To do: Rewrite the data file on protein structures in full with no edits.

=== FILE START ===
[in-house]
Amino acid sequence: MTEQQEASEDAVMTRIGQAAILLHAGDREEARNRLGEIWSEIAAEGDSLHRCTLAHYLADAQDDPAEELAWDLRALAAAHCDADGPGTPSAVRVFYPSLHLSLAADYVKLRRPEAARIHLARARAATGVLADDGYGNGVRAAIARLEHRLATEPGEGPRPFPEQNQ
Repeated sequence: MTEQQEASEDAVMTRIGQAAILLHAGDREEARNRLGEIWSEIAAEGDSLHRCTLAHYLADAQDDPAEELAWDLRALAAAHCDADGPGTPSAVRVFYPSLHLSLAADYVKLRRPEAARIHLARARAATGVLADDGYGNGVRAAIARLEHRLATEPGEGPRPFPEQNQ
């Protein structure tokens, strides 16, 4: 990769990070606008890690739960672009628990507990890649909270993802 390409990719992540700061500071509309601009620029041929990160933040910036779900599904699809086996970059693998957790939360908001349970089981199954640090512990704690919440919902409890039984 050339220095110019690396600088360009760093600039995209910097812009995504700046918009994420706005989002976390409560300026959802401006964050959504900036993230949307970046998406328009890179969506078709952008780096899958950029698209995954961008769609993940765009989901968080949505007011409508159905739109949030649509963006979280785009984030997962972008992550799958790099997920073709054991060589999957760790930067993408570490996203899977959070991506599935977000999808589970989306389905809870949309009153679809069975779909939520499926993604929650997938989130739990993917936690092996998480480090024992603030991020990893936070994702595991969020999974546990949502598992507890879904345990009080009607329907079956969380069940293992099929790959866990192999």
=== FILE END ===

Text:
[in-house]
Amino acid sequence: MTEQQEASEDAVMTRIGQAAILLHAGDREEARNRLGEIWSEIAAEGDSLHRCTLAHYLADAQDDPAEELAWDLRALAAAHCDADGPGTPSAVRVFYPSLHLSLAADYVKLRRPEAARIHLARARAATGVLADDGYGNGVRAAIARLEHRLATEPGEGPRPFPEQNQ
Repeated sequence: MTEQQEASEDAVMTRIGQAAILLHAGDREEARNRLGEIWSEIAAEGDSLHRCTLAHYLADAQDDPAEELAWDLRALAAAHCDADGPGTPSAVRVFYPSLHLSLAADYVKLRRPEAARIHLARARAATGVLADDGYGNGVRAAIARLEHRLATEPGEGPRPFPEQNQ
């Protein structure tokens, strides 16, 4: 990769990070606008890690739960672009628990507990890649909270993802 390409990719992540700061500071509309601009620029041929990160933040910036779900599904699809086996970059693998957790939360908001349970089981199954640090512990704690919440919902409890039984 050339220095110019690396600088360009760093600039995209910097812009995504700046918009994420706005989002976390409560300026959802401006964050959504900036993230949307970046998406328009890179969506078709952008780096899958950029698209995954961008769609993940765009989901968080949505007011409508159905739109949030649509963006979280785009984030997962972008992550799958790099997920073709054991060589999957760790930067993408570490996203899977959070991506599935977000999808589970989306389905809870949309009153679809069975779909939520499926993604929650997938989130739990993917936690092996998480480090024992603030991020990893936070994702595991969020999974546990949502598992507890879904345990009080009607329907079956969380069940293992099929790959866990192999």